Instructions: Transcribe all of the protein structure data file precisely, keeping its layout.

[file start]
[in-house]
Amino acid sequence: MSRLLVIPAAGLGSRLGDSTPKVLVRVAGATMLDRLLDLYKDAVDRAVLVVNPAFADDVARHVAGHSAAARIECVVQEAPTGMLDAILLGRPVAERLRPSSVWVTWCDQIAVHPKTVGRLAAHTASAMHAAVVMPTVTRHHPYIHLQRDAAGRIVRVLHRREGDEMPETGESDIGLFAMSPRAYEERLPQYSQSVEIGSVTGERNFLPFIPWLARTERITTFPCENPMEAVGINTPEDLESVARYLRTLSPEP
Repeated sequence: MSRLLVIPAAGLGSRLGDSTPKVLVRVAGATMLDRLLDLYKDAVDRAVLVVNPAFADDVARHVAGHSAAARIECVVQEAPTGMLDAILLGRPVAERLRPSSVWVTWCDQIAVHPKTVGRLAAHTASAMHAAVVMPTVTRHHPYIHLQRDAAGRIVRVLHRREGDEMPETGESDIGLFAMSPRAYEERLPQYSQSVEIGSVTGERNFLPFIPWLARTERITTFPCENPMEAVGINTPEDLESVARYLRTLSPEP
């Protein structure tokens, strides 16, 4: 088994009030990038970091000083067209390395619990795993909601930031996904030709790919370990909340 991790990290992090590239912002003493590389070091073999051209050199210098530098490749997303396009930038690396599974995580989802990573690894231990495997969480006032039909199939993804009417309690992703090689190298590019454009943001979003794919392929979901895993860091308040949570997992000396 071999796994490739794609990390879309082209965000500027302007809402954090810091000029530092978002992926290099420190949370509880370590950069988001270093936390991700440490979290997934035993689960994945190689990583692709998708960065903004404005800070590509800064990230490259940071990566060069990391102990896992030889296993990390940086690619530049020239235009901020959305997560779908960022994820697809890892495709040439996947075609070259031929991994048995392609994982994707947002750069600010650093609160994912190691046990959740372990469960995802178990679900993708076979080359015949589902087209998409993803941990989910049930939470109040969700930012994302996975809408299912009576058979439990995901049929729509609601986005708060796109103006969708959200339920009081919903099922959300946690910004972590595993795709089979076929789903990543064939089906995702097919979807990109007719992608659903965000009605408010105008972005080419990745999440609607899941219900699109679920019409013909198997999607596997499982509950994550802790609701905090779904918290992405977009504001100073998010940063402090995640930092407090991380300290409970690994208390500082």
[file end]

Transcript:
[in-house]
Amino acid sequence: MSRLLVIPAAGLGSRLGDSTPKVLVRVAGATMLDRLLDLYKDAVDRAVLVVNPAFADDVARHVAGHSAAARIECVVQEAPTGMLDAILLGRPVAERLRPSSVWVTWCDQIAVHPKTVGRLAAHTASAMHAAVVMPTVTRHHPYIHLQRDAAGRIVRVLHRREGDEMPETGESDIGLFAMSPRAYEERLPQYSQSVEIGSVTGERNFLPFIPWLARTERITTFPCENPMEAVGINTPEDLESVARYLRTLSPEP
Repeated sequence: MSRLLVIPAAGLGSRLGDSTPKVLVRVAGATMLDRLLDLYKDAVDRAVLVVNPAFADDVARHVAGHSAAARIECVVQEAPTGMLDAILLGRPVAERLRPSSVWVTWCDQIAVHPKTVGRLAAHTASAMHAAVVMPTVTRHHPYIHLQRDAAGRIVRVLHRREGDEMPETGESDIGLFAMSPRAYEERLPQYSQSVEIGSVTGERNFLPFIPWLARTERITTFPCENPMEAVGINTPEDLESVARYLRTLSPEP
């Protein structure tokens, strides 16, 4: 088994009030990038970091000083067209390395619990795993909601930031996904030709790919370990909340 991790990290992090590239912002003493590389070091073999051209050199210098530098490749997303396009930038690396599974995580989802990573690894231990495997969480006032039909199939993804009417309690992703090689190298590019454009943001979003794919392929979901895993860091308040949570997992000396 071999796994490739794609990390879309082209965000500027302007809402954090810091000029530092978002992926290099420190949370509880370590950069988001270093936390991700440490979290997934035993689960994945190689990583692709998708960065903004404005800070590509800064990230490259940071990566060069990391102990896992030889296993990390940086690619530049020239235009901020959305997560779908960022994820697809890892495709040439996947075609070259031929991994048995392609994982994707947002750069600010650093609160994912190691046990959740372990469960995802178990679900993708076979080359015949589902087209998409993803941990989910049930939470109040969700930012994302996975809408299912009576058979439990995901049929729509609601986005708060796109103006969708959200339920009081919903099922959300946690910004972590595993795709089979076929789903990543064939089906995702097919979807990109007719992608659903965000009605408010105008972005080419990745999440609607899941219900699109679920019409013909198997999607596997499982509950994550802790609701905090779904918290992405977009504001100073998010940063402090995640930092407090991380300290409970690994208390500082």